Meanwhile Phillip Malapela who worked for Game Stores for 15 years before being retrenched along with 502 other workers as a way of preparing for Walmart’s entry into the country, still bears the scars of his retrenchment. Pouring his heart out to Workers’ World about the impact of his forced retrenchment Phillip said “it impacted on all spheres of life, firstly I’ve got children I was unable to continue to sustain the life we were having, we had to downgrade. As I am speaking to you now even buying a loaf of bread is a mission”. Malapela is very happy with the court’s decision to reinstate them, however he fears that he might never be reinstated as per the court’s ruling, “our colleagues that we were working with at Game stores said that they are being phoned to go and fill up positions at Cambridge stores, when you look at the working conditions within that stable of Cambrige and Game those are two different scenarios…” he said. Malapela believes the company is deliberately sidelining workers who were shop stewards.
However on further clarifying the reinstatement with the workers’ trade union Saccawu, Ramathlodi explained that the company is willing to reinstate all the 503 workers but the issue both parties were disagreeing on is how the reinstatement is to be done. According to Ramathlodi the company wants the reinstatement to be effective from the date of the court decision while the union wants it to be effective from when the workers were retrenched in 2010. Ramathlodi further indicated that as part of the reinstatement workers will not lose out and in places where their positions are no longer available, workers will be given positions that are equal or similar to those that they were holding before their retrenchment.
Key to Walmart’s promises is new job opportunities and cheaper prices and with South Africa having a high rate of unemployment and food prices escalating these promises could lead to divisions within the working class. Ramathlodi acknowledges this possibility and cautions the working class “I think it’s important that we also galvanize an understanding to the whole society…., it doesn’t make sense for someone to be saying that as long as I’ve a job its okay when in fact that job has come at a cost of four other jobs elsewhere’. A big question that is left without any answers is if indeed the company is in a position to create more jobs and why they were not willing to reinstate the retrenched workers in the first place. According to Ramathlodi the fight is far from over and Saccawu still has a battle to wage and war to continue with and vowed to protect workers at all costs.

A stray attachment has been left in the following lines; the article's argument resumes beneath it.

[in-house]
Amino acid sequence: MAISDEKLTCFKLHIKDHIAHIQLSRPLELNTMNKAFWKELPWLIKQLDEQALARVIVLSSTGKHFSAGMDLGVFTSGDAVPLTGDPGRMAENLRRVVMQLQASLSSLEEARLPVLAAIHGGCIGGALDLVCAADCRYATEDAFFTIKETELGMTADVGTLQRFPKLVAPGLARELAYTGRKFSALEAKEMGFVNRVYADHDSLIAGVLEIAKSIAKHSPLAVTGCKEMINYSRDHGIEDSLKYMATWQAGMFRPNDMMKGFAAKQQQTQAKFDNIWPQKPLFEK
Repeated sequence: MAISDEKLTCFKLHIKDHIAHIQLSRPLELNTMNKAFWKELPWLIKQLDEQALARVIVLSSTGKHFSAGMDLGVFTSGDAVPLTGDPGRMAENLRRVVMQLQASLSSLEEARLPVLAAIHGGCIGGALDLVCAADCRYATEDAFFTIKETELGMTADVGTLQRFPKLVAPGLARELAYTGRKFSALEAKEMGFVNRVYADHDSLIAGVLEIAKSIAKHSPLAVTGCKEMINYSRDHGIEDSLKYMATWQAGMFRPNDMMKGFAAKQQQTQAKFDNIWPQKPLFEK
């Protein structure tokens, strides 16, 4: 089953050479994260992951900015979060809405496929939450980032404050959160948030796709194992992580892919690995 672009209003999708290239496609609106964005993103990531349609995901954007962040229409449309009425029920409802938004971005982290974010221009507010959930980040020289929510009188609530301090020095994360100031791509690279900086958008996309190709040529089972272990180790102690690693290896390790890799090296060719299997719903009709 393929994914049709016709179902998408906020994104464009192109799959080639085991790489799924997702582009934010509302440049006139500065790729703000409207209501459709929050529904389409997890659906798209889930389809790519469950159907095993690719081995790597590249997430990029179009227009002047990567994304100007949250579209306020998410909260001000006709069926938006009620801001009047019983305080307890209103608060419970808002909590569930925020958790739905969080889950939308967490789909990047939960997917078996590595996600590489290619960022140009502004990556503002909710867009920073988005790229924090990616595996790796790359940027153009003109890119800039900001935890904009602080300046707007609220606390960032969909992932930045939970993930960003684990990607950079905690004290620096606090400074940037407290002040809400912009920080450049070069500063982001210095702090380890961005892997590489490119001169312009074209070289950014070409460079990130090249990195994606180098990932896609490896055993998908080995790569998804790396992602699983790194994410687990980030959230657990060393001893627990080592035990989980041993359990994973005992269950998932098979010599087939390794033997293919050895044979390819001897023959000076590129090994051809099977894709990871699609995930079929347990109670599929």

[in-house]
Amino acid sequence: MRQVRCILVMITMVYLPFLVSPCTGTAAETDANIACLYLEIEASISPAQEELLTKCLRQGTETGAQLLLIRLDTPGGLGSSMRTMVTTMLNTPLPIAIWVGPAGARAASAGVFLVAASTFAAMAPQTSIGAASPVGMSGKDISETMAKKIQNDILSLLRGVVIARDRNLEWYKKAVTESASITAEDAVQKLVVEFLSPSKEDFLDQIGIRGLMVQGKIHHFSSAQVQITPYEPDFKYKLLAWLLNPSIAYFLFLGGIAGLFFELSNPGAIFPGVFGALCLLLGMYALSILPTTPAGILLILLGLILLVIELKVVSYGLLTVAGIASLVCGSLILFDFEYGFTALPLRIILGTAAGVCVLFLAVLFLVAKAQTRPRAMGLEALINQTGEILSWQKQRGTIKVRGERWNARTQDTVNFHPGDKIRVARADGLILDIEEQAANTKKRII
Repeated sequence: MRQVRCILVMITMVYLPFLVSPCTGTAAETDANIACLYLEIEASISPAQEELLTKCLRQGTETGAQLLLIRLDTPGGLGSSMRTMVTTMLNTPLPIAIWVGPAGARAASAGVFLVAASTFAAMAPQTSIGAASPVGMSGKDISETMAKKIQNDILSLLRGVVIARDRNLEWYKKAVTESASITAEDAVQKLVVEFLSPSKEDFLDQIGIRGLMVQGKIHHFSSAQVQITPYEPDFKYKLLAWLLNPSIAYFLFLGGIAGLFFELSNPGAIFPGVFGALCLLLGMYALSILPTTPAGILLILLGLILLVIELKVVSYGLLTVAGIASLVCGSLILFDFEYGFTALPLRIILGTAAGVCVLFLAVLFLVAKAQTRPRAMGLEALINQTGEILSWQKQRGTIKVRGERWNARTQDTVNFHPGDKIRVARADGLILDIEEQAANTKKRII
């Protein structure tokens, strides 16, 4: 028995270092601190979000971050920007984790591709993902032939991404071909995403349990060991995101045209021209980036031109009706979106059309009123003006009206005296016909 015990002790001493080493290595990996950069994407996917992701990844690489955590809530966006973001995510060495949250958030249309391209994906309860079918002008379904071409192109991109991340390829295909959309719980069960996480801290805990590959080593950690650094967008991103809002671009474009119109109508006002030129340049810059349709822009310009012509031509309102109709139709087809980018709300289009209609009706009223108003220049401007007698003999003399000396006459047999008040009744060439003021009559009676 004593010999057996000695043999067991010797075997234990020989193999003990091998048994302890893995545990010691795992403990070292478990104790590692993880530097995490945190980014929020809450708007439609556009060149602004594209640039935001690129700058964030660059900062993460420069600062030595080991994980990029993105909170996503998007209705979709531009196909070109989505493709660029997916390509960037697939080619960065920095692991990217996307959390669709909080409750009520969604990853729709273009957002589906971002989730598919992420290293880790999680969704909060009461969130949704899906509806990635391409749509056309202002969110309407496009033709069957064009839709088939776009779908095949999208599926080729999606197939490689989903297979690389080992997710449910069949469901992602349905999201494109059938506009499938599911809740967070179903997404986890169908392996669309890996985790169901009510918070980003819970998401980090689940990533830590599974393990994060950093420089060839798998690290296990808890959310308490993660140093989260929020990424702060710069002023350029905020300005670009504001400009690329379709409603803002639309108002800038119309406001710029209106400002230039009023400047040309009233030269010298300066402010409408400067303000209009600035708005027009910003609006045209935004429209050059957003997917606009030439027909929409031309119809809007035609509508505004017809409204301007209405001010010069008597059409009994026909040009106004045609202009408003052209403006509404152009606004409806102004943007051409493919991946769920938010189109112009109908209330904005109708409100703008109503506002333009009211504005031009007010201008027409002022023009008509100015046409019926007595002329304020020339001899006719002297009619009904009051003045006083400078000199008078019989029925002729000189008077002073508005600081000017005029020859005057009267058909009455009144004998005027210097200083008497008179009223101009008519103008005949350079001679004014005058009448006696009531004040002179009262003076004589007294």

Walmart in the rest of Africa
Is this a new form of colonization?
African trade unions that organize in the retail sector say that nothing much has changed since Walmart bought 51% shares in South Africa’s retail giant, Massmart. Despite fierce resistance from trade unions, Walmart, the world’s biggest retailer gained its first foothold in Africa after the R16, 5 billion acquisition of a 51% stake in Massmart. According to the company website, Massmart operates stores in 14 sub-Saharan African countries. Walmart is notorious for union busting and exploitative labour practices. It does differ from one country to other but the general consensus is that there has not been any noticeable change in working conditions since the take-over by Walmart.
According to the Tanzania Union of Industrial and Commercial Workers (TUICO) Assistant Secretary General, Peles Jonathan, they have not seen any noticeable changes since Walmart takeover of Massmart. Trade unions in Ghana also say they have not seen any changes yet. However, the Commercial, Industrial and Allied Workers Union (CIAWU) in Malawi says that even though there has not been change in working conditions, Massmart is continuing with recruiting senior staff from South Africa, a phenomenon that they have been fighting since Massmart set up shop in that country. CIAWU’s general secretary, Mary Dzinyemba says that this practice has made them more suspicious and “this looks like they are trying to hide something”. Dzinyemba says that a local senior staff member contract was cancelled under suspicious circumstances and a South African filled the position.
Trade Union recognition
The company does recognize trade unions and trade unions do have collective bargaining rights. This, according to the trade unions is a result of the strength of the trade unions. TUICO’s Assistant General Secretary says that they are planning for collective bargaining with Game – one of Massmart’s trading brand stores- and that the negotiations will take place in August.
Comparison between South African companies to other multinationals operating in the country